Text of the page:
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Ozone Distribution Study

In Great Smoky Mountains National Park

This was a special study using ozone passive samplers at about 60 locations to determine the distribution of ozone pollution within the park. Volunteers did the bulk of the sampling during the summer. The product includes GIS map layers pin-pointing areas within the park where vegetation is most at risk from ozone exposure.

Study dates: May - Sept. with the core sampling from June 19 to August 28, 2000

Plot of Ozone Concentrations at GRSM 2000
The plot above shows weekly ozone concentrations for the summer at four continuous monitoring sites. The passive ozone samplers are tracking these variations. In the year 2000 there have been fewer high episode ozone days than in 1998-1999. Weekly detailed ozone results from the study.

Volunteers deploy a pass sampler.
Volunteers deploying one of the weekly passive ozone samplers

Location of continuous ozone monitoring stations.
Great Smoky Mountains map with ozone monitoring sites marked. The shading on this map is proportional to elevation from green to brown. Compare to the maps below of ozone concentrations.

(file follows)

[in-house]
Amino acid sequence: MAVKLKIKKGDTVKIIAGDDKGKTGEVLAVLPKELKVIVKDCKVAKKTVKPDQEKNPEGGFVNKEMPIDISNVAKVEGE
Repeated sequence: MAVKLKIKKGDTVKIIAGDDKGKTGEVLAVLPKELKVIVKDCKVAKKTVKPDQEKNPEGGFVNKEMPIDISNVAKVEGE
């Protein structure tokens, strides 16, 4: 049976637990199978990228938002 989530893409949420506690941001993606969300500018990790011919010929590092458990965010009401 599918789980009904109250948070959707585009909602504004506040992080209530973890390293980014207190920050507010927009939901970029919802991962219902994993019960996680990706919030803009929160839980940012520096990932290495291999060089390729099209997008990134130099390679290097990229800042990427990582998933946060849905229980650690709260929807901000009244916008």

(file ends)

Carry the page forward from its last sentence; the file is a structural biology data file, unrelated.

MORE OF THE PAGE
sampling photograph

Results of the interpolation mapping

From the processed data, detailed maps were created for seasonal ozone concentrations. Note how the model from the normal number of stations available has less detail in the park and predicts slightly higher ozone surrounding the park boundaries. There is an elevation gradient in ozone in that mountain tops see a larger average ozone concentration than low elevations.

1-km resolution model with 60+ stations
1-km resolution model with 60+ stations
1-km resolution regional model from normal stations
1-km resolution regional model from normal stations
30-m resolution model from 60+ stations
30-m resolution model from 60+ stations

Sample map predicting ozone distribution in Great Smoky Mountains. This map used 18 monitoring sites over a three week period in 1994 and a very course elevation grid. Lack of data outside the park causes an under-prediction of ozone in TN. The coarse elevation grid causes some ridges anSpatial distribution map of O3 in Great Smoky Mountainsd mountain peaks to be under-represented.

Program contact information

This was a joint project by Great Smoky Mountains National Park and NPS Air Resources Division with the help of park staff and many volunteers.

  • Jim Renfro, Monitoring Specialist at Great Smoky Mountains NP (865) 436-1708
  • John Ray, Atmospheric Chemist, NPS Air Resources Division, (303) 969-2820
updated on 04/18/2006  I   http://www.nature.nps.gov/air/studies/psO3/O3study.cfm   I  Email: Webmaster